Syd Hoff
BornSydney Hoffberg
(1912-09-04)September 4, 1912
Bronx, New York City, United States
DiedMay 12, 2004(2004-05-12) (aged 91)
NationalityAmerican
Area(s)Cartoonist, author
Notable works
Danny and the Dinosaur
Tuffy
Laugh It Off
The Ruling Clawss, as A. Redfield
http://www.SydHoff.org

Syd Hoff (September 4, 1912 – May 12, 2004) was an American cartoonist and children's book author, best known for his classic early reader Danny and the Dinosaur. His cartoons appeared in a multitude of genres, including advertising commissions for such companies as Eveready Batteries, Jell-O, OK Used Cars, S.O.S Pads, Rambler, Ralston Cereal, and more.[1]

Biography

Hoff was born in Bronx, New York. While he was still at high school, Milt Gross, a popular 1930s cartoonist, told him at an assembly, "Kid, someday you'll be a great cartoonist!"[2] At 16, he enrolled at the National Academy of Design in New York City. At 18, he sold his first cartoon to The New Yorker, and eventually sold a total of 571 of them to the publication from 1931 to 1975. Hoff became known for his cartoons in The New Yorker depicting tenements and lower-middle class life in the city.[3][4]

His cartoons have appeared in a variety of publications including the New Yorker, Esquire, and Look magazine. He was also the host of a television show Tales of Hoff, in which he drew and told stories.[3]

Hoff wrote and illustrated over 60 volumes in the HarperCollins "I Can Read" series for beginning readers, most notably Sammy the Seal and the popular Danny and the Dinosaur (1958), which sold 10 million copies and has been translated into a dozen languages.

In 1976, Hoff edited and published Editorial and Political Cartooning: From Earlier Times to the Present, which contains over 700 examples of works from the world's editorial and political cartoons.[3][4]

Syndicated comic strips

Hoff drew two long-running syndicated comic strips: Tuffy (1939–1949) and Laugh It Off (1958–1978). One of his recurring characters is a walrus-mustached man who eventually appeared as the father in his daily Tuffy, done for the King Features Syndicate from 1939 to 1950.[3]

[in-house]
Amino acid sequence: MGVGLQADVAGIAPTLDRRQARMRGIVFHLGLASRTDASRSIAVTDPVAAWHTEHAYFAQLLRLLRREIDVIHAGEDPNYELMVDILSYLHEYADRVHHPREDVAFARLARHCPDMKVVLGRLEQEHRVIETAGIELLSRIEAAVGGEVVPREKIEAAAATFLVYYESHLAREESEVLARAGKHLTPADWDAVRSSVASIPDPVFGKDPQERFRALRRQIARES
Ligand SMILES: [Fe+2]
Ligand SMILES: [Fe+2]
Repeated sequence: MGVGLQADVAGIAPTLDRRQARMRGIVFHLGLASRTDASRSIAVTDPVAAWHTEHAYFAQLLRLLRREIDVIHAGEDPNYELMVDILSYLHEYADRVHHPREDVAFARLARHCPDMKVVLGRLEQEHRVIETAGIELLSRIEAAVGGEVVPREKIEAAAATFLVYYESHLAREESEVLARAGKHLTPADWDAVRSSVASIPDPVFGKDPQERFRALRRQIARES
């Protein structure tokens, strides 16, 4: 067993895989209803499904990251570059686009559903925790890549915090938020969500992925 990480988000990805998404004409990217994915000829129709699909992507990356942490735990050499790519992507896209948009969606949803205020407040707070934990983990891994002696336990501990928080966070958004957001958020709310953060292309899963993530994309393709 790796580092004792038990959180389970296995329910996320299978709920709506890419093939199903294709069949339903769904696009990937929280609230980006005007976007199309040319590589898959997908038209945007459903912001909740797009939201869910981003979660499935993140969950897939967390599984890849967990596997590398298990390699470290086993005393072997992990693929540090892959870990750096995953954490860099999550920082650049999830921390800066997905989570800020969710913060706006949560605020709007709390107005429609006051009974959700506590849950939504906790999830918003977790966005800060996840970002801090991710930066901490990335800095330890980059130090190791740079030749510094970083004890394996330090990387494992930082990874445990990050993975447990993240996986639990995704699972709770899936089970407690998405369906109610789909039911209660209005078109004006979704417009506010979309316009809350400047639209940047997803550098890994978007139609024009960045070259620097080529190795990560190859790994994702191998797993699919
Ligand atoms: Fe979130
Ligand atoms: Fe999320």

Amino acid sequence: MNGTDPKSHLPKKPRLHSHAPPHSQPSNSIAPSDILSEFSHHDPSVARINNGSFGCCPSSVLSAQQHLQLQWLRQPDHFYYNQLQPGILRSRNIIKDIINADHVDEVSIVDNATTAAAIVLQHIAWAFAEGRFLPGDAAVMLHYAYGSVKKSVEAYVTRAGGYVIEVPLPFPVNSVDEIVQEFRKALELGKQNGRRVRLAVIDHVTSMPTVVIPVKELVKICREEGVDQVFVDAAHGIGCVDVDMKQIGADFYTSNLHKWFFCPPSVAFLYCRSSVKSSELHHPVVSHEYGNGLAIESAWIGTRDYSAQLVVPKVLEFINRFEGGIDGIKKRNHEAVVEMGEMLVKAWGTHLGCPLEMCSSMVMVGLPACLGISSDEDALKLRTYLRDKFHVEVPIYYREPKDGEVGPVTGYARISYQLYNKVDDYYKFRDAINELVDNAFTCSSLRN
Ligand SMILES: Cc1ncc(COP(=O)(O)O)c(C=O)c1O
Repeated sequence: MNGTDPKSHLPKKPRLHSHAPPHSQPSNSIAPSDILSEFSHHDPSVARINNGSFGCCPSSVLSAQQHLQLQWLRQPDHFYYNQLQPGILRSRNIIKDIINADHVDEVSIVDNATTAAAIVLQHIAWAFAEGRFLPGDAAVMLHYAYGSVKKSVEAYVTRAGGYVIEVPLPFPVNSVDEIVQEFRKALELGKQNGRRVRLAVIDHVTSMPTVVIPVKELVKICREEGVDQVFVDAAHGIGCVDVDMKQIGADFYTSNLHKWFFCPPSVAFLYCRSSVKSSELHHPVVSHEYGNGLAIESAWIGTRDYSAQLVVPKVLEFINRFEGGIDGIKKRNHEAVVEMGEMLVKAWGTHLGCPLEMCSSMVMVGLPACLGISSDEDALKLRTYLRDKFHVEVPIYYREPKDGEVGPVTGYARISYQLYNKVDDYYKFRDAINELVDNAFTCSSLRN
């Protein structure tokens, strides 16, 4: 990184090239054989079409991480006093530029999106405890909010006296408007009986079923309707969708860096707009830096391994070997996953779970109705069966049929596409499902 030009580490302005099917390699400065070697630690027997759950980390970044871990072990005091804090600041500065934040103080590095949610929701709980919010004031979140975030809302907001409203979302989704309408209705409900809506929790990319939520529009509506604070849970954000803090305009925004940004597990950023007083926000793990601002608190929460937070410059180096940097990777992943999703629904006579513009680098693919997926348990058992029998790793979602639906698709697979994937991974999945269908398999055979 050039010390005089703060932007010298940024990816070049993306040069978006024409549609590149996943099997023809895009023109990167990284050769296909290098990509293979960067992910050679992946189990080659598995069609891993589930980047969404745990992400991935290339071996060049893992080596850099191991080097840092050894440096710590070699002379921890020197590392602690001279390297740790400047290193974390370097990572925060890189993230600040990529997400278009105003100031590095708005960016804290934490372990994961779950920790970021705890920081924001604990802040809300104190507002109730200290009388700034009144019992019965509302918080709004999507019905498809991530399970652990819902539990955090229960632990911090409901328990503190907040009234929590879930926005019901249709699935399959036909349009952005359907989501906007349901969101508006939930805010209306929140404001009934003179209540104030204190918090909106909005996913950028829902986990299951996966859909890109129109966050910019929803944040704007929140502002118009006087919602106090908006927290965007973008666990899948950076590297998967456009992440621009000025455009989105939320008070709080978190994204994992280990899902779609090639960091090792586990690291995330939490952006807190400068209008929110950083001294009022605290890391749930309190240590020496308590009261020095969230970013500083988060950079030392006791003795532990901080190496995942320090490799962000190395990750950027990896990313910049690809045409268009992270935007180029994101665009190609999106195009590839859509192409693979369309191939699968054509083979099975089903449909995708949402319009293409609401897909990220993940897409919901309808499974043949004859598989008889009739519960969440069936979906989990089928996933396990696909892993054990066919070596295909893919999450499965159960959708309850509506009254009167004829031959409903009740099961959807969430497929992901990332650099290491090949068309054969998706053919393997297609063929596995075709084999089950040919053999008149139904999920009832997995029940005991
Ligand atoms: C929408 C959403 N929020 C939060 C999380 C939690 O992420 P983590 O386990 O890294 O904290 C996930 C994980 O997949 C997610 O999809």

Tuffy was originally commissioned by William Randolph Hearst in 1938, and was declared "essential for national morale" during the American involvement in World War II. This classification kept Hoff out of active military duty during World War II, although he joined the Office of War Information and drew propaganda cartoons which were dropped behind enemy lines.[5]

Political cartoons as A. Redfield

Starting in 1933, Hoff began to contribute cartoons to leftist newspapers and magazines, including The Daily Worker and New Masses as A. Redfield, the pseudonym that he adopted for his radical work.[6][7] Hoff's first published book The Ruling Clawss (Daily Worker, 1935) collects over 150 Hoff cartoons originally published in the Communist daily, and his first book for children Mr. His: A Children's Story for Anybody was published as a pamphlet by (and also within the pages of) New Masses magazine.[8]

Hoff's output under the A. Redfield pseudonym began to taper off by 1940, though he remained politically active. He was questioned by the FBI in 1952 about his A. Redfield work and Communist Party association,[5] after being photographed with Marxist civil liberties advocate Corliss Lamont at a protest against the atomic bomb the previous year. Hoff was never formally charged, nor blacklisted. Nevertheless, he remained concerned for the remainder of his life about being identified as a "Red" and the impact that this might have on the reception of his children's books.[9]

Bibliography

Children's books

Books for adults

Film

Hoff's 1962 book Stanley was adapted into a short stop-motion animation film called Stanley and the Dinosaurs in 1989. The film was produced by Churchill Films and directed by John Clark Matthews.

References

  1. ^ Syd Hoff official website.
  2. ^ Syd Hoff:Autobiography Official Syd Hoff Website, retrieved May 10, 2021
  3. ^ a b c d Syd Hoff Cartoons Syracuse University, Nov 6, 2009, Retrieved November 30, 2010
  4. ^ a b HarperCollins–Authors & Illustrators HarperCollins Publishers, 2010, Retrieved November 30, 2010
  5. ^ a b Biographical Timeline www.sacreddoodles.com, the official Syd Hoff website, retrieved 1/5/2013
  6. ^ The Ruling Clawss: Syd Hoff's Cartoons in The New Yorker and The Daily Worker Robert Mankoff, The New Yorker, September 19, 2012
  7. ^ Syd Hoff's Teeth: The Leftist Satire of A. Redfield Nine Kinds of Pie: Philip Nel's Blog, 2011, Retrieved 1/5/2013
  8. ^ Syd Hoff and A. Redfield...Two Sides of the Same Coin A. Redfield section on www.sacreddoodles.com, the official Syd Hoff website. Retrieved 1/5/2013
  9. ^ Syd Hoff, A. Redfield, and Me: Part II Nine Kinds of Pie: Philip Nel's Blog, October 30, 2011, retrieved 1/5/2013